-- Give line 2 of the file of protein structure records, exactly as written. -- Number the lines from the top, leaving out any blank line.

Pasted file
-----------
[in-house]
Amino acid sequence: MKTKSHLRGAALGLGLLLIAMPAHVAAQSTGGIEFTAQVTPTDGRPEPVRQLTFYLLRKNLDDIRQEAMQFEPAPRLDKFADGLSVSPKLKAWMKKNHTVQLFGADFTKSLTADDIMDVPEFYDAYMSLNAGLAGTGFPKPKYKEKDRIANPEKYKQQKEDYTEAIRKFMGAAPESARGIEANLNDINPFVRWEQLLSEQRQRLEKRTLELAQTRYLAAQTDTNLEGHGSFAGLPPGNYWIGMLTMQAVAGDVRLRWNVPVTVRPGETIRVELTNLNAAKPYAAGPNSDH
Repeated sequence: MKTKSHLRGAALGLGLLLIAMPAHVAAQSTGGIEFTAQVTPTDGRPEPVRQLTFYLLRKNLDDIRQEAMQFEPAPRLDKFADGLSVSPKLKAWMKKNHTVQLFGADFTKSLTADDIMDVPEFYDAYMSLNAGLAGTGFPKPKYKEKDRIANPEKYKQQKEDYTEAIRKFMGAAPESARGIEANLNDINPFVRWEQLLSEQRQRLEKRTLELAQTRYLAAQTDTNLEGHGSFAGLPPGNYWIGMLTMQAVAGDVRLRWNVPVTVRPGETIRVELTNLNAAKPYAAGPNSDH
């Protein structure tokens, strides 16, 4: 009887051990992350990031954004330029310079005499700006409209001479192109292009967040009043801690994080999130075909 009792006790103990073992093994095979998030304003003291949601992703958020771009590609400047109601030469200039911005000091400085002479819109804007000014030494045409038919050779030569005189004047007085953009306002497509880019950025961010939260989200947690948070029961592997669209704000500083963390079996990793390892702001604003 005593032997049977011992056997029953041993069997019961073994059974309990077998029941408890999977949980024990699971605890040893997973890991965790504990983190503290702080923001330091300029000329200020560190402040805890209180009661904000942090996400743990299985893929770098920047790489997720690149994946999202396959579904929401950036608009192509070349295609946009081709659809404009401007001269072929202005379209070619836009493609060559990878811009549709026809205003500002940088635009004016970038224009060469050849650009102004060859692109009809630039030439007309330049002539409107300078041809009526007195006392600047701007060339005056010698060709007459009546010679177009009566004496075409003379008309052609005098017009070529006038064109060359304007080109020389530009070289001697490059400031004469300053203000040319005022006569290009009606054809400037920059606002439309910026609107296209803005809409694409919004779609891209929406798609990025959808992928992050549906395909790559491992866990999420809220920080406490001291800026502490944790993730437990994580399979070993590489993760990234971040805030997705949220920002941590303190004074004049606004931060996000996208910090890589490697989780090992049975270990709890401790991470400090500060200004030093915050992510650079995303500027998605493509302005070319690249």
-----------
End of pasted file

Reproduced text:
Amino acid sequence: MKTKSHLRGAALGLGLLLIAMPAHVAAQSTGGIEFTAQVTPTDGRPEPVRQLTFYLLRKNLDDIRQEAMQFEPAPRLDKFADGLSVSPKLKAWMKKNHTVQLFGADFTKSLTADDIMDVPEFYDAYMSLNAGLAGTGFPKPKYKEKDRIANPEKYKQQKEDYTEAIRKFMGAAPESARGIEANLNDINPFVRWEQLLSEQRQRLEKRTLELAQTRYLAAQTDTNLEGHGSFAGLPPGNYWIGMLTMQAVAGDVRLRWNVPVTVRPGETIRVELTNLNAAKPYAAGPNSDH